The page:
Aaron Y. Zelin is the Richard Borow Fellow at the Washington Institute for Near East Policy where his research focuses on Sunni Arab jihadi groups in North Africa and Syria as well as the trend of foreign fighting and online jihadism.
Foreign Islamists are beginning to play a role in the fight against Assad's forces, albeit a small one.
Ever since the Syrian uprising began to show signs of becoming an armed rebellion, President Bashar al-Assad and other regime officials have painted the opposition as terrorists or other foreign actors who have penetrated the country in order to create anarchy. Although that general characterization is inaccurate, a small but steady stream of foreign Islamists is entering the fight against Assad's forces. More worrisome is that some mainstream clerical voices as well as violent Islamists are now calling for jihad in Syria.
One of the reasons why the ground is fertile for greater jihadist penetration in Syria is because the regime turned a blind eye to foreign fighters passing through the country to join al-Qaeda in Iraq in 2004-2007, the height of the post-Saddam insurgency. Although the facilitation networks established during those years became less active in 2009-2010, they appear to have reignited of late. Therefore, the jihadist elements currently entering or already active in Syria are not starting from scratch -- they probably still have contacts to help them bring in more fighters from Iraq, North Africa, and Europe.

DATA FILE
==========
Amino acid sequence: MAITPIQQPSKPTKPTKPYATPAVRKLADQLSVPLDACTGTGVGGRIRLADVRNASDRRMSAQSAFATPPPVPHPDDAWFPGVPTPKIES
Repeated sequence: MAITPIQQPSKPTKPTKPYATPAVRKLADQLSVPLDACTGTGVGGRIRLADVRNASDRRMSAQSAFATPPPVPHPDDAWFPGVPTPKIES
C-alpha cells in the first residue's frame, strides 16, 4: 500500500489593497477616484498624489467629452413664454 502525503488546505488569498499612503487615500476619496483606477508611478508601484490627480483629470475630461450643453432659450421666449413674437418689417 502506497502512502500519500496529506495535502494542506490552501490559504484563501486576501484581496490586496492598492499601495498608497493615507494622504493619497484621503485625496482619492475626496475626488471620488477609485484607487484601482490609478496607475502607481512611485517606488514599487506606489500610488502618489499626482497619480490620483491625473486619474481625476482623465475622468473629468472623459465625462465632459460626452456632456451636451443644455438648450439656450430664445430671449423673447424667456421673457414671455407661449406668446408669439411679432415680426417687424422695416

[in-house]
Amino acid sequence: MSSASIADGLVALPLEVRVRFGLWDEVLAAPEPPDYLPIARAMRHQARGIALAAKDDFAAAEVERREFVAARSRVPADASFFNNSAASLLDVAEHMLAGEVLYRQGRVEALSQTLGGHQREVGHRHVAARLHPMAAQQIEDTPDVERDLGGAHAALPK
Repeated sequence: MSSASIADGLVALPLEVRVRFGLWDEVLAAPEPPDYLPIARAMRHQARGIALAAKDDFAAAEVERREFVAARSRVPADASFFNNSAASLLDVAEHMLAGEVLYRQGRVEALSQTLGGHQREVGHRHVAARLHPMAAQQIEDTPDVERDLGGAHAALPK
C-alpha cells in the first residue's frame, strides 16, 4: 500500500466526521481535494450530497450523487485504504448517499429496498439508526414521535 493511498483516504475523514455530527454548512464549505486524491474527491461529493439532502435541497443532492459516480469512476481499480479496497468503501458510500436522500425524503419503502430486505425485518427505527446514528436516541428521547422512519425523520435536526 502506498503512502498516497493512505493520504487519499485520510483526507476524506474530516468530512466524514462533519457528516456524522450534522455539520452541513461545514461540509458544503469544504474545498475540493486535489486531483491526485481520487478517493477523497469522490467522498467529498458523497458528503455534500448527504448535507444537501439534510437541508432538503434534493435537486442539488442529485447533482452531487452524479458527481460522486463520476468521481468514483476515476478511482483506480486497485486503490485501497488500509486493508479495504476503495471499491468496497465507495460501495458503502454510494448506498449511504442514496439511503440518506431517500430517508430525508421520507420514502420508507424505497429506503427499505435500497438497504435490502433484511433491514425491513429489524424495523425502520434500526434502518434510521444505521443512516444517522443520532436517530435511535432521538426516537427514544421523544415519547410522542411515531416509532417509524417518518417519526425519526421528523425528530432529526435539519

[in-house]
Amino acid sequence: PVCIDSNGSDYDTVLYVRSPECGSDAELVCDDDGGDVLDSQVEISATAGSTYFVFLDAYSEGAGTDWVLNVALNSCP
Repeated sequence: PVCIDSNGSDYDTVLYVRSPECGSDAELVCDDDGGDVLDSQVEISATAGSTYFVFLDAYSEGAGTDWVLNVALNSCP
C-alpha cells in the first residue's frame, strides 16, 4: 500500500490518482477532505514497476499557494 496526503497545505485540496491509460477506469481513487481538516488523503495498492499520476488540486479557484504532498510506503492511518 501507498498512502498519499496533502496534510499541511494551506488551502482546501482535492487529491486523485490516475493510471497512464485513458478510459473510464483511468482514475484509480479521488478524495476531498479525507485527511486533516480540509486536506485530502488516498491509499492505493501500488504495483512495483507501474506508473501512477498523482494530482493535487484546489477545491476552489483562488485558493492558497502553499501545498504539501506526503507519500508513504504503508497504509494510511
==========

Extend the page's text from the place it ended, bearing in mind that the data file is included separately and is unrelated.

In Libya, many worried that NATO's involvement would spur jihadist penetration, but that did not occur on any appreciable scale. In Syria, however, the past six months have seen the arrival of significant numbers of foreign fighters. One difference is that al-Qaeda and key global jihadist ideologues have actively incited individuals to join the fight in Syria. For example, Sheikh Abu al-Mundhir al-Shinqiti, a Mauritanian considered the most important such ideologue still at large, has endorsed the new Syrian jihadist organization Jabhat al-Nusra.
HOW MANY ARE THERE?
Although no reliable data is available regarding the number of foreign fighters in Syria, many sources have discussed their presence. A broad survey of reporting on the issue found at least thirty-three English, Arabic, and French news accounts that mentioned statements by foreign fighters and facilitators in Syria, confirmed deaths of such individuals, or confirmed arrests at the border. Jihadist forums also discuss such fighters, occasionally mentioning individuals who have been "martyred" in Syria (though it is uncertain whether these sources are describing the same individuals or separate cases).
With the above limitations in mind, the collective evidence suggests that between 700 and 1,400 foreign fighters have entered or attempted to enter the country this year alone. If estimates of the size of the Syrian insurgency are accurate -- the latest figure is around 18,000 fighters -- then foreign fighters make up about 4-7 percent of that total. The lower end of that range seems more plausible at present. It is worth noting that the Assad regime has identified only around forty individuals as jihadists, according to a list Damascus sent to the UN in May.
Comparing Syria's situation to jihads in other Muslim-majority countries is instructive. For example, despite the lack of precise data, experts suggest that foreigners made up 10-15 percent of the fighters active in Afghanistan in the 1980s, 1-3 percent of those in Bosnia in the 1990s, 3 percent of those in Chechnya in the 1990s, 1-3 percent of those in Afghanistan in the past decade, and 4-10 percent of those in Iraq post-Saddam. Therefore, the current estimate for Syria is not an outlier, but situated toward the median.
WHO ARE THEY?